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Fugue for Orchestra

Dave Connor

Senior Member
I'm writing a piece for chorus and orchestra and thought a fugue would work well as an instrumental section. It's a nod to Bach. Essentially it's a traditional 4 voice fugue with two countersubjects. There's no free counterpoint between subjects but there is sort of a development that follows.

I made it sound as well as I could which is not great unfortunately but the point is made I suppose. I'll post the entire piece when it's done (not sure when that will be.) I bounced this section to send to some composer buddies and thought some might get a kick out of it here.

DC

 

josejherring

Senior Member
The writing is rather good. Trying to find something that I might find fault with but I really can't. So I won't bother to give "advice".

Wouldn't worry too much about the mockup. It's plain that this piece is intended for real instruments and as such the mock up would be good enough to interest a real ensemble as is. I find that people in the concert world aren't really judging the mockup quality.

I do like the string sound though. What library are you using for the strings and WW?

I hope you can get it performed.
 
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Dave Connor

Dave Connor

Senior Member
The writing is rather good. Trying to find something that I might find fault with but I really can't. So I won't bother to give "advice".

Wouldn't worry too much about the mockup. It's plain that this piece is intended for real instruments and as such the mock up would be good enough to interest a real ensemble as is. I find that people in the concert world aren't really judging the mockup quality.

I do like the string sound though. What library are you using for the strings and WW?

I hope you can get it performed.
Thank you Jose' and very nice to see you here!

I'm grateful for your perspective with which I agree. I found the fugue proper nearly impossible mock up to any degree of satisfaction. As you say it's all about the writing in a strict, naked form like that.

The opening fugue section is Hollywood Strings and Spitfire Winds. I layered in a little bit of Spitfire Chamber Strings in the following sections. Since the music that precedes all of this is very large I went with the bigger HS library. The Chamber would have been just too small. I could have tried layering them in there and may experiment just to see how they might of worked but I had to layer HS with itself enough as it is.
 

dcoscina

Senior Member
Beautiful writing Dave. Did you mock this up straight to DAW or start in a notation program. I’d imagine writing a fugue using a daw would be an extra challenge. Not quite as hard in notation
 
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Dave Connor

Dave Connor

Senior Member
Beautiful writing Dave. Did you mock this up straight to DAW or start in a notation program. I’d imagine writing a fugue using a daw would be an extra challenge. Not quite as hard in notation
Thanks Dave. Of course you’re right that I wrote the parts with pencil and paper (i.e. not in my DAW.) Then I put it into Sibelius to examine, listen and make adjustments. Then into my DAW where I made further adjustments. After all four announcements I did the rest in the DAW.
 
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X-Bassist

Senior Member
I'm writing a piece for chorus and orchestra and thought a fugue would work well as an instrumental section. It's a nod to Bach. Essentially it's a traditional 4 voice fugue with two countersubjects. There's no free counterpoint between subjects but there is sort of a development that follows.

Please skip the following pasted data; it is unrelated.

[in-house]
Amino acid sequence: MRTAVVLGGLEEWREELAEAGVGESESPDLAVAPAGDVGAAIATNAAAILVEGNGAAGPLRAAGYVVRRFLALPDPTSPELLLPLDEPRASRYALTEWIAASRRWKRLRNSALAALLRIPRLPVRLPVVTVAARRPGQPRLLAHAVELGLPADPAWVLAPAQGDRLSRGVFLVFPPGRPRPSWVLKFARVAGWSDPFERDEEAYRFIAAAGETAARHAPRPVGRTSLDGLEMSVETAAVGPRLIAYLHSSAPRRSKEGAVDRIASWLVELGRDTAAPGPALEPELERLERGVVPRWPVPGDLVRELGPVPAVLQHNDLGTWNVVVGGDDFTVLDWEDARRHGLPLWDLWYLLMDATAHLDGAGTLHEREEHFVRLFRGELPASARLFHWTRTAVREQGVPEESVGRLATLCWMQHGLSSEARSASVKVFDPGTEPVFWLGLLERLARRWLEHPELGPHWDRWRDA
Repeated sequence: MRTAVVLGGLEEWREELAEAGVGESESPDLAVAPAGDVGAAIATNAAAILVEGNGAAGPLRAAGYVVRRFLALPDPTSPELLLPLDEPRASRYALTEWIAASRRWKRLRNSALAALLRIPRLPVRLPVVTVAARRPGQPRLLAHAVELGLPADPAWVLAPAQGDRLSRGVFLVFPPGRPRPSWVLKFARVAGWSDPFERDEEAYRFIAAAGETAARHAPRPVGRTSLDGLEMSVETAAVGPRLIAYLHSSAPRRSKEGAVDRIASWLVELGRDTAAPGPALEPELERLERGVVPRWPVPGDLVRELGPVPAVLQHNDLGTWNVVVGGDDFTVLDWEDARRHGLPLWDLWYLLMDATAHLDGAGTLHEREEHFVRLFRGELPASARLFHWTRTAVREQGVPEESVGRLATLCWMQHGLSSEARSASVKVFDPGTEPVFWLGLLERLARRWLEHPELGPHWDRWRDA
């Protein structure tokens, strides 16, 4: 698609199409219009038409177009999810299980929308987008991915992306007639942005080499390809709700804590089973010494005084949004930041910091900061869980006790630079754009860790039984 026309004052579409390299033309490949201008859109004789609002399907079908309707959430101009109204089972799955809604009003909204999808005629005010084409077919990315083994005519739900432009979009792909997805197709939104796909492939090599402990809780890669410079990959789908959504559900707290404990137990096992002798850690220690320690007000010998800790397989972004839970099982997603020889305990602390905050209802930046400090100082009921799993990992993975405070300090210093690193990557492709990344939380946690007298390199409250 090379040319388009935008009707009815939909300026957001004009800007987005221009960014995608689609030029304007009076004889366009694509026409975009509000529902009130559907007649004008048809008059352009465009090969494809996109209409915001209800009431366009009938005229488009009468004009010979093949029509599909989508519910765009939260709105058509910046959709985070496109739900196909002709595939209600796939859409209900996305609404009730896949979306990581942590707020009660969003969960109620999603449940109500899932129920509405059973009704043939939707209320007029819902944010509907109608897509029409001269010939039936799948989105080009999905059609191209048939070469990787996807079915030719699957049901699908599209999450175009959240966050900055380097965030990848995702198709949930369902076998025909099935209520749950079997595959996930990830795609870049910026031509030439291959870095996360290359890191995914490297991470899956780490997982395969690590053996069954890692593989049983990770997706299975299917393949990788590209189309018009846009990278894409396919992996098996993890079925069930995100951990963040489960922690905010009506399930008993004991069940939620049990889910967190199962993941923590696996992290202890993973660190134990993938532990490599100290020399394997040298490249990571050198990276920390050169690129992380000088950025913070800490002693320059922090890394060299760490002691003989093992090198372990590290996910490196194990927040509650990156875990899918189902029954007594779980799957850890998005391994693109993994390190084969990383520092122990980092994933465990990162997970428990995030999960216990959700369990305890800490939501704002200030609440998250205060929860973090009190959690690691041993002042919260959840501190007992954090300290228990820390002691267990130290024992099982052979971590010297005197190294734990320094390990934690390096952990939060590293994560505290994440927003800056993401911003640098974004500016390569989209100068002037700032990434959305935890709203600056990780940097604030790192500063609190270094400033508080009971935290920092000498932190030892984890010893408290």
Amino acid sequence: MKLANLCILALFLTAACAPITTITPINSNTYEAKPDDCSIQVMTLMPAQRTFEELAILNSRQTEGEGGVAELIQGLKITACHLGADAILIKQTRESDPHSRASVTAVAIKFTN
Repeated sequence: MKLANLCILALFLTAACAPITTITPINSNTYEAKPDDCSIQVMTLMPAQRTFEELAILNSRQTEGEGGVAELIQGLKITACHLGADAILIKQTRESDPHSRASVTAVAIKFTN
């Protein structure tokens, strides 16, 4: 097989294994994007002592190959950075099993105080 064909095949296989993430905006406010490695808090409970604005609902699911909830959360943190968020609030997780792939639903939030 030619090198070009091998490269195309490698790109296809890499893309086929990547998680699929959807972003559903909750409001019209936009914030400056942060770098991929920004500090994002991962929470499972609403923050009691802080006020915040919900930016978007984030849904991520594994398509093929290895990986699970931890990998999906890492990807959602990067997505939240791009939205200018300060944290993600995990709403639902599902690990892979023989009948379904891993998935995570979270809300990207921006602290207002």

I made it sound as well as I could which is not great unfortunately but the point is made I suppose. I'll post the entire piece when it's done (not sure when that will be.) I bounced this section to send to some composer buddies and thought some might get a kick out of it here.

DC

Sounds great, but I would pull the basses back a bit in the mix until the end. They work well for the last couple of notes where they are alone, but in the rest they are much stronger than they would sound live. Also pulling them back saves the weight for when you really need it. Personally I would ride the volume of the basses for an entire pass and give it a little more expression, pull it back where it's more delicate. Great job :)
 
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Dave Connor

Dave Connor

Senior Member
Sounds great, but I would pull the basses back a bit in the mix until the end. They work well for the last couple of notes where they are alone, but in the rest they are much stronger than they would sound live. Also pulling them back saves the weight for when you really need it. Personally I would ride the volume of the basses for an entire pass and give it a little more expression, pull it back where it's more delicate. Great job :)
I went back and forth on the basses and did in fact pull them back (too much according to a friend who did a mastering pass and actually added bass.) The Hollywood Strings legato basses don’t quite have the expression their other strings have. They’re pretty hard to work with. I would love to find a very expressive bass patch to work with. Spitfire Chamber don’t quite carry the load and their Symphonic basses which I heard ages ago, I thought were pretty bad.
 
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X-Bassist

Senior Member
I went back and forth on the basses and did in fact pull them back (too much according to a friend who did a mastering pass and actually added bass.) The Hollywood Strings legato basses don’t quite have the expression their other strings have. They’re pretty hard to work with. I would love to find a very expressive bass patch to work with. Spitfire Chamber don’t quite carry the load and their Symphonic basses which I heard ages ago, I thought were pretty bad.